Never Broken

The Mindfulness and Meditation summit was such a treat. I had a great time tuning in at my own time and at my own pace. At first glance, I didn’t know whether it was worth listening to singer/songwriter Jewel.

Man, I’m so glad I took a leap of faith and did.

All I remember about her in the 90s is that I loved listening to my aunt’s CD of hers and that it always made me feel emotional. Her songs were not bubblegum pop in any way or form, which was what I was heavily into those days. But I truly liked it. Her hauntingly tragic and sweet songs made me contemplate life more deeply. And now, listening to Jewel discuss mindfulness and meditation is another happy surprise. I never knew how committed she was to mindful living, and this discovery alone is such a gift. Here is Jewel in an interview with entrepreneur and internet personality Gary Vee:

In Jewel’s memoir, Never Broken, her discussion about life and how she got through so much pain, trauma, and suffering has made me see her and her work in such a new light. I appreciate her recounting what she wanted out of her new-found fame when she first broke into the music industry. What are my values? It’s refreshing to hear a celebrity with her star power reveal how connected and rooted she is to her true self. She happily declined certain opportunities for amassing unspeakable luxuries and immediate rewards and opted to wait for the lasting, deeper, and more intentional blessings that she trusted would eventually find her. Jewel’s inner compass was her art and her art-making, and it never led her astray from her path.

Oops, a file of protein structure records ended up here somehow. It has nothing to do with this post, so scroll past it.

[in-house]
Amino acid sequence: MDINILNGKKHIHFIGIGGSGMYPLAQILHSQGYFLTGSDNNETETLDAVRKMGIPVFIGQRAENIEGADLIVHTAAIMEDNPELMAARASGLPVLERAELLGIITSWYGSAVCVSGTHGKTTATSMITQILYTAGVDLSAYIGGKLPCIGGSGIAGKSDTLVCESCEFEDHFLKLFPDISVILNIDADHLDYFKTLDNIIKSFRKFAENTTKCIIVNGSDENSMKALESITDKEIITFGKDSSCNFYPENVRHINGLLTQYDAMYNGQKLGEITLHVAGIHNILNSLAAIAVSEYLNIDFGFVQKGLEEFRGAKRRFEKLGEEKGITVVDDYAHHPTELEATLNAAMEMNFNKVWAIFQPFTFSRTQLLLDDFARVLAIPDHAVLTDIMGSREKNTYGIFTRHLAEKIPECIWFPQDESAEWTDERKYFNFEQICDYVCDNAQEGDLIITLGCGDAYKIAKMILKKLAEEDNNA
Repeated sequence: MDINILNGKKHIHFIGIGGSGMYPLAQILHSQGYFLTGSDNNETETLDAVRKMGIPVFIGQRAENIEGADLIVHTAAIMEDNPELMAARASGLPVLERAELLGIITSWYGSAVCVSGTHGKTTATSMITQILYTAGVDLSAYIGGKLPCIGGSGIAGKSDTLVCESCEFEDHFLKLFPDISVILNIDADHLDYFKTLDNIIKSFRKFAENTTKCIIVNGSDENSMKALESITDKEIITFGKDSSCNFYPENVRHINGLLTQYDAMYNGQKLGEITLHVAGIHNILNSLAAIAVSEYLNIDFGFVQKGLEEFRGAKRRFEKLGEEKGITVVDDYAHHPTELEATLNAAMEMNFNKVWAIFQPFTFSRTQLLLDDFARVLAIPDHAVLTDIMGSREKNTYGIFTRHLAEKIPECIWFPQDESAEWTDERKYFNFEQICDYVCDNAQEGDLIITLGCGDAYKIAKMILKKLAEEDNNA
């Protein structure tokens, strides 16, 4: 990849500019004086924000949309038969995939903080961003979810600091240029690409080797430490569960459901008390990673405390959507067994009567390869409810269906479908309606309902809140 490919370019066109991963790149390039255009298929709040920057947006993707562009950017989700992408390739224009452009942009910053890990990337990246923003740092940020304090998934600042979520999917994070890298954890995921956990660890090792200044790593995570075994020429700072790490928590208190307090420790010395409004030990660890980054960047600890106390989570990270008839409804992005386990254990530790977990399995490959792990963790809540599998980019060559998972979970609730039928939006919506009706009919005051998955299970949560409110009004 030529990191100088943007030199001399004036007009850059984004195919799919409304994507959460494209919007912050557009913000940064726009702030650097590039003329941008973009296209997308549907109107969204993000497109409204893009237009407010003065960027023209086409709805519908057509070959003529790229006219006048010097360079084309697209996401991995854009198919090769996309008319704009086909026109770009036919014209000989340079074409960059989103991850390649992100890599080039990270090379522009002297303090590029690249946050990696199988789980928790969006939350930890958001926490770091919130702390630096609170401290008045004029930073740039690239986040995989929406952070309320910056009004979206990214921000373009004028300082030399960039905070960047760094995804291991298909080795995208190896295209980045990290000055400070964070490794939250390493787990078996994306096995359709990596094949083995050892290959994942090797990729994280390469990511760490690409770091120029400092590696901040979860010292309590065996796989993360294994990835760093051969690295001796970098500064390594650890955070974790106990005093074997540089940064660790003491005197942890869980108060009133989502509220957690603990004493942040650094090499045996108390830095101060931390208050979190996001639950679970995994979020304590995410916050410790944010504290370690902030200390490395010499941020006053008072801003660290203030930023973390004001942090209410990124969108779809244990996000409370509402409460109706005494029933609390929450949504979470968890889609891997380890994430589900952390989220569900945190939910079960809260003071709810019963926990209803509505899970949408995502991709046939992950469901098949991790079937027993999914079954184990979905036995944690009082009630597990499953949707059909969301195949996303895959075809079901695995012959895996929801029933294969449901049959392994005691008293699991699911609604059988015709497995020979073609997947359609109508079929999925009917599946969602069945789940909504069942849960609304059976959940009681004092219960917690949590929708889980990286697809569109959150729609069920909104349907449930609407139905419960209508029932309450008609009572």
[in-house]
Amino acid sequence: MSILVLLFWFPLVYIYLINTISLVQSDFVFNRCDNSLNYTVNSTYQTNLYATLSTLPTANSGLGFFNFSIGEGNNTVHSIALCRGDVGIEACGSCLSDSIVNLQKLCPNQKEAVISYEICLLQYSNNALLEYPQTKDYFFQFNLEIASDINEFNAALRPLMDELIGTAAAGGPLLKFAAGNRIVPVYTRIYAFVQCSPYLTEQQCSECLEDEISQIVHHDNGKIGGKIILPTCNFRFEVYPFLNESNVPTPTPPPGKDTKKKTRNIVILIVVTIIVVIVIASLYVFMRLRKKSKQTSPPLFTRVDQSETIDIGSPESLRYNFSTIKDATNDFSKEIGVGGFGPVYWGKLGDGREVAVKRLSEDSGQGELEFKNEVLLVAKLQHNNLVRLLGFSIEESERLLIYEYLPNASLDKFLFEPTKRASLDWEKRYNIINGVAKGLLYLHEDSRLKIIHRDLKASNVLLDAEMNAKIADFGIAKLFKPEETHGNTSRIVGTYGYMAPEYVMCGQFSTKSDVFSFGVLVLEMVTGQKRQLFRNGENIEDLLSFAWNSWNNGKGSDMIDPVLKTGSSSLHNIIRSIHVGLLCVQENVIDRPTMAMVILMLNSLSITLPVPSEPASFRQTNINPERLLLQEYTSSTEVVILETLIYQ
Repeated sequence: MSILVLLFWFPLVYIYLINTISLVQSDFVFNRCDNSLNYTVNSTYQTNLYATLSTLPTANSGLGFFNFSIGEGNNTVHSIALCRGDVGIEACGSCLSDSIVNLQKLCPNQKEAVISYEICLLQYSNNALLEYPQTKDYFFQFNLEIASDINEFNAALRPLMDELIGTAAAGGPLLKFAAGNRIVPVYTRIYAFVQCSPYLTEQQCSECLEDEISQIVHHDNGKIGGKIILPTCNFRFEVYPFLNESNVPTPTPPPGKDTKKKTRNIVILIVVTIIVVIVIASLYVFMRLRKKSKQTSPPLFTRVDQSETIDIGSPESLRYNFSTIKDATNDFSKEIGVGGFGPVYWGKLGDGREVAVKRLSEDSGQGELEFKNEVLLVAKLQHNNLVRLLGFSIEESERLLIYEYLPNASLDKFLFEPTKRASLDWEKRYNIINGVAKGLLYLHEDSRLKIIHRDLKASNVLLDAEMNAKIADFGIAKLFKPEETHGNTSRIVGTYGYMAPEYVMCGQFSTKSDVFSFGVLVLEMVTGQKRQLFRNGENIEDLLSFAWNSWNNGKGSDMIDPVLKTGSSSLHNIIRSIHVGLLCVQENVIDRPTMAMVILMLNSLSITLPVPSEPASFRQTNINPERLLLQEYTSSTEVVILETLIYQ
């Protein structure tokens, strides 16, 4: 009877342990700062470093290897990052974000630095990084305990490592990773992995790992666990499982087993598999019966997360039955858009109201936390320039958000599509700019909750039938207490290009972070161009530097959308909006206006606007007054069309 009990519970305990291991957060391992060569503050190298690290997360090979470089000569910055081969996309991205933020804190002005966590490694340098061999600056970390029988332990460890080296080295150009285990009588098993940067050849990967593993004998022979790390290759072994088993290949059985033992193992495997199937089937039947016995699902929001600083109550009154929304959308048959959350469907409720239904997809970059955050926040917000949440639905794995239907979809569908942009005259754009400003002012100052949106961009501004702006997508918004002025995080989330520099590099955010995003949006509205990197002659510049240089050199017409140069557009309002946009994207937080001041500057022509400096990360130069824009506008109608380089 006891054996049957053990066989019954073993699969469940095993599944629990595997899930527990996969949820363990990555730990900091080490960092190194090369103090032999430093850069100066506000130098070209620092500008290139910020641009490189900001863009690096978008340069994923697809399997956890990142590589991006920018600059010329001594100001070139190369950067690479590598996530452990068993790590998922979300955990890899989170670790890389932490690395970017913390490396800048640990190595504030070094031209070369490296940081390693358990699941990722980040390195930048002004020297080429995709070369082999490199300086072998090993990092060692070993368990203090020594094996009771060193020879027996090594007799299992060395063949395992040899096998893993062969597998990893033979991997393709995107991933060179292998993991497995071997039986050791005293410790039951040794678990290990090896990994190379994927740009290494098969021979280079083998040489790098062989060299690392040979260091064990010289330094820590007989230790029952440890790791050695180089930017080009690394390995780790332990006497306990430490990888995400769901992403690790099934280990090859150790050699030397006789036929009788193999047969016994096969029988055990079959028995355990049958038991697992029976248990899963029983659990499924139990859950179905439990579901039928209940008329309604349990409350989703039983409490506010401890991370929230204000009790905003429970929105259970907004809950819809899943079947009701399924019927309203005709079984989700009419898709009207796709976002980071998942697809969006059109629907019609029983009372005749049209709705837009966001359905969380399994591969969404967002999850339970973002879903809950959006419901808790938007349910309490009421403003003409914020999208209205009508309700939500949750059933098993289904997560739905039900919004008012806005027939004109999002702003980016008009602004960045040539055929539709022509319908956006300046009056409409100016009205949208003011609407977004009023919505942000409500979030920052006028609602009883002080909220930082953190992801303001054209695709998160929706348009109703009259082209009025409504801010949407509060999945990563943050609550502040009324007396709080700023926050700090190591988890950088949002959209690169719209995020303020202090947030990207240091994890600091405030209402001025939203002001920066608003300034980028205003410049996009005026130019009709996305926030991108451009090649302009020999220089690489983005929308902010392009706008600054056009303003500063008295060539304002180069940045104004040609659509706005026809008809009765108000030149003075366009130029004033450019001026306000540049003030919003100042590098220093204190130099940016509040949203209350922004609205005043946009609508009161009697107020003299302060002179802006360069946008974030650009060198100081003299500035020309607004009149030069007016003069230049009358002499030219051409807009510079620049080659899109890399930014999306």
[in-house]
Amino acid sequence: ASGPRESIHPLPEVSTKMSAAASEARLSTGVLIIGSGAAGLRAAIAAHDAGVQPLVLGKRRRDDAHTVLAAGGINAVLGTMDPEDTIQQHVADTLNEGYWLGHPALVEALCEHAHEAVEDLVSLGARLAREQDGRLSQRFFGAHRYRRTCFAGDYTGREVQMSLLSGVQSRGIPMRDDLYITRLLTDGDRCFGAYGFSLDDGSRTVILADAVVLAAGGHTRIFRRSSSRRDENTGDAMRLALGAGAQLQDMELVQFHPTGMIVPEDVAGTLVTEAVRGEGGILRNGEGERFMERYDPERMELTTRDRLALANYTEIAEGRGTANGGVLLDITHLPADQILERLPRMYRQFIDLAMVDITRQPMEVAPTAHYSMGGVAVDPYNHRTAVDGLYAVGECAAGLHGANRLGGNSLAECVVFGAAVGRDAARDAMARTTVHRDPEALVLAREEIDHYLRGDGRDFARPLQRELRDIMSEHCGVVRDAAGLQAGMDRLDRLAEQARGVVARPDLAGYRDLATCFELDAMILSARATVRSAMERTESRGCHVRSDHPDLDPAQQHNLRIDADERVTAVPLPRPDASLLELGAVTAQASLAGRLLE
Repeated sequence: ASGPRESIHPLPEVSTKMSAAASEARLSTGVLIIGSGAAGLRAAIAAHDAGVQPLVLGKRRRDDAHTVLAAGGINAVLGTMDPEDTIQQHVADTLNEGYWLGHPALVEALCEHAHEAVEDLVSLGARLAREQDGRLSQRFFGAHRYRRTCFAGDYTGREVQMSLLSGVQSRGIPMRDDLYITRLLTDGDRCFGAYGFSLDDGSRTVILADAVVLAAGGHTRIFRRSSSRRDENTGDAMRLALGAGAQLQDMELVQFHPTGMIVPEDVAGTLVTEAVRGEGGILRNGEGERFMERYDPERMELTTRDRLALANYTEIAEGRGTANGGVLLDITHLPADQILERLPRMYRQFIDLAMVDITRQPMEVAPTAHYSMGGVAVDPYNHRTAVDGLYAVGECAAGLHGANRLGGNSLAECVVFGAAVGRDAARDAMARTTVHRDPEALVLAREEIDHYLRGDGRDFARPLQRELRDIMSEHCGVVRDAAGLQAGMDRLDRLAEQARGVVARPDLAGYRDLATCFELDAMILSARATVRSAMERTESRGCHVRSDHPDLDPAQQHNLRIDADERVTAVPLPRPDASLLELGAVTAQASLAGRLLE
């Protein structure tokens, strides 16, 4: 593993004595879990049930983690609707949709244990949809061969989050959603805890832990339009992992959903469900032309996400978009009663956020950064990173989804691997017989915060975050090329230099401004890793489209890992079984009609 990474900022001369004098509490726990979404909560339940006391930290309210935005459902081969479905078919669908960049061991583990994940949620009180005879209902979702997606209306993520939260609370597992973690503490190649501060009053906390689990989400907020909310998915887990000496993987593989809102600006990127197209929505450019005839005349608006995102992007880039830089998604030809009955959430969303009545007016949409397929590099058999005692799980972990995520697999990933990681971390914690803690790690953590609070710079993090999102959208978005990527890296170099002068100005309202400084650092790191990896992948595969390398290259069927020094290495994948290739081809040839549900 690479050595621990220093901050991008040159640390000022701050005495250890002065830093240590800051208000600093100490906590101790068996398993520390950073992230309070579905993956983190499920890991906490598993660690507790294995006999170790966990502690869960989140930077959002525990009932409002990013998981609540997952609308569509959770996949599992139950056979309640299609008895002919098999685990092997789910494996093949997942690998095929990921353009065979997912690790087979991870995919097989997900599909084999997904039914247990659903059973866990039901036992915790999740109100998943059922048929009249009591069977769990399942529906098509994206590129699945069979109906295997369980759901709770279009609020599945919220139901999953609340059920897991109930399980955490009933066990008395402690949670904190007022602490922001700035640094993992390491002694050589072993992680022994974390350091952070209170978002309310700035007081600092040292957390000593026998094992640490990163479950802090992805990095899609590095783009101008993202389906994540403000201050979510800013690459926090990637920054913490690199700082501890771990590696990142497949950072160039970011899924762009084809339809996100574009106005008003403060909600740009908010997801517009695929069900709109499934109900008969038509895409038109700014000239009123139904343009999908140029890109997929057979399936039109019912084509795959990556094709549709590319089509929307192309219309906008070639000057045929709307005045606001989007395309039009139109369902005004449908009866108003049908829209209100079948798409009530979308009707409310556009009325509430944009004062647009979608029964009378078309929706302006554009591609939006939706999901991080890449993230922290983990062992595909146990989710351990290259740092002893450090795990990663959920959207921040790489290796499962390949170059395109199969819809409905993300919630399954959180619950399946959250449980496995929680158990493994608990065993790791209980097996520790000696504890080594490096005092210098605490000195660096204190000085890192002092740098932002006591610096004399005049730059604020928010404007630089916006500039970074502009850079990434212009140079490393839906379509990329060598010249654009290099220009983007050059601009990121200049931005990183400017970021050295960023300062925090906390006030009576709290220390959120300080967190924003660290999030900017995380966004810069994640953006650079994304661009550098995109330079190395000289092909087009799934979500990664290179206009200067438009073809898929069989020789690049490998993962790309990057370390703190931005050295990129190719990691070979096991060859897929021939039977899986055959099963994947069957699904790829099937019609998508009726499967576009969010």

There was a short clip from her interview with Tami Simon when she said something that stood out to me. That she found solace in the Alaskan outdoors. And that she wanted to be one with nature, just like the hard woods. Because “hard wood grows slowly.” And looking into her book, here’s an excerpt what she meant:

To this day, I calibrate my inner life to what I have observed in nature, and one of the most significant lessons it has taught me is that hard wood grows slowly. I know, not the flashiest phrase, but a profound one. I watched soft wooded trees shoot up in the spring and rot only a few years later. The harder woods became friends of mine …

Great survivors have the ability to yield, adapt, give. This stopped me in my tracks. My life was not teaching me to yield, it was teaching me to cover up, protect, harden. I felt a panic. Hardening was the opposite of yielding. I walked home deep in thought and wrote in my book, things that don’t bend break. …